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Southern Urban and Interface Forests - What's New

Category - AGOL

Urban Forestry, ArcGIS Domains, and ArcGIS Online (AGOL)
posted Sep 09, 2015 05:05 PM by dhartel

Domains are geodatabase components designed to make GIS editing tasks faster and more accurate ensuring integrity of your database and reliability of all products derived from that data.  Domains also “transfer” to ArcGIS Online (AGOL) providing field data collection (through ESRI Collector) with the same benefits as desktop operations.

This series of Urban Forestry South resources:

Urban Forest Strike Teams continue to evolve...
posted Oct 30, 2014 02:06 PM by dhartel

The Urban Forest Strike Team (UFST) program was developed by state forestry agencies and the U.S. Forest Service in the Southern Region (Region 8) and is now being implemented in the northeastern and midwestern states (USDA FS Region 9, NA) with their partner the Massachusetts Tree Wardens & Foresters Association. Urban Forest Strike Teams provide professional recovery services to communities following ice storms, hurricanes, and other natural disasters. The UFST process includes recruiting, training, and deploying professional urban foresters and arborists to assess tree damage using FEMA guidelines and tree risk assessment standards.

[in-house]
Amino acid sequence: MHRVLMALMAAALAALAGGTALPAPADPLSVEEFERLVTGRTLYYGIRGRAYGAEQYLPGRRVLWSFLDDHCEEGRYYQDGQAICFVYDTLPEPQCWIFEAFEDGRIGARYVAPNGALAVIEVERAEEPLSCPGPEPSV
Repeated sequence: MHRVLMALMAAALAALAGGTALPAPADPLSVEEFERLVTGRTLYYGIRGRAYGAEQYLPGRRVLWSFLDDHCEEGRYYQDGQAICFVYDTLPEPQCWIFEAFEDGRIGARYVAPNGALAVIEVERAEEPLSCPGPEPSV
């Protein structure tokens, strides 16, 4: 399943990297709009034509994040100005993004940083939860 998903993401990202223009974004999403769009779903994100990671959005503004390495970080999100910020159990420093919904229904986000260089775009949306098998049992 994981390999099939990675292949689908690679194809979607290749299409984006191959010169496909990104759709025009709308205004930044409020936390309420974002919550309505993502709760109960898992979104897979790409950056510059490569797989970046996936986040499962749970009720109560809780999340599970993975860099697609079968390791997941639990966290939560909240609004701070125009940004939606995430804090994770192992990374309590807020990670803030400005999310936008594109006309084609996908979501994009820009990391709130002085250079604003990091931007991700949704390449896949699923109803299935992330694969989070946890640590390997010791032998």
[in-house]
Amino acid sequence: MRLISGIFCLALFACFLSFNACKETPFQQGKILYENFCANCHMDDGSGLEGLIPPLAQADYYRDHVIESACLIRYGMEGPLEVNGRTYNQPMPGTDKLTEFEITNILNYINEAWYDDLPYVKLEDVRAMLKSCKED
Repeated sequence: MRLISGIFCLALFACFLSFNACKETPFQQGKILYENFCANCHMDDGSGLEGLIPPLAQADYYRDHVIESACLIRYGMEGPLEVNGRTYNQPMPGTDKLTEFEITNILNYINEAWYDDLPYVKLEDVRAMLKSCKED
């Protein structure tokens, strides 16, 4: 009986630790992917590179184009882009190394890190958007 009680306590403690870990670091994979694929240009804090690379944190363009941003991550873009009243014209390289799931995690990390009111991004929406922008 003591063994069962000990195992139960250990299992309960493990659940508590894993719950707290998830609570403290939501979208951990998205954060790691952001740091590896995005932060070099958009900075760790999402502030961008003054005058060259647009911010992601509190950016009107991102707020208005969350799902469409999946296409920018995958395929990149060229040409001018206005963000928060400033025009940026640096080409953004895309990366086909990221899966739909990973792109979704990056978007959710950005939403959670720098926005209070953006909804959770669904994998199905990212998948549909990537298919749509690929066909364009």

Recently, the Arkansas Forestry Commission published their UFST resources into the Emergency Management Assistance Compact (EMAC), and the Virginia Department of Forestry is completing that process now.

On June 16th, the American Planning Association, International Society of Arboriculture, Utility Arborists, and USDA Forest Service (lead by the Northeaster Area) held a scoping session with FEMA, the Army Corps of Engineers, USDA disaster recovery directors, and others to discuss the management of trees an urban forests following natural disasters.

During the week of September 22nd, UFST team leaders, task specialists, workshop trainees and instructors conducted a mock disaster exercise in conjunction with the Georgia Emergency Management Agency (Dick Stokes, EMAC), the Georgia Forestry Commission (Susan Granbery), the Savannah Emergency Manager (Dan Stowers), and the City of Savannah arborist division (Jerry Fleming).

We introduced two new technologies to the participants in this 2 day exercise.  First, for most, was an introduction to ANSI A300 Part 9 level 1 risk assessment into our established UFST tree risk assessment protocol.

And second, with the assistance of the Georgia Forestry Commission (Charles Bailey), we tested the feasibility of using ArcGIS Online (AGOL) for UFST tree assessments.  Five exercise participants used a variety of smartdevices (iPad, Samsung Galaxy & Note smartphone, and Panasonic Toughpad to collect several hours of data.  This test was a good real-world experience and gave us very promising results in terms of ease of use and data accuracy using GPS or digitizing in the field.

We will continue to test useability and accuracy over the next few weeks with hopes of a full scale UFST test at the Fayetteville (AK) mock exercise in late November.


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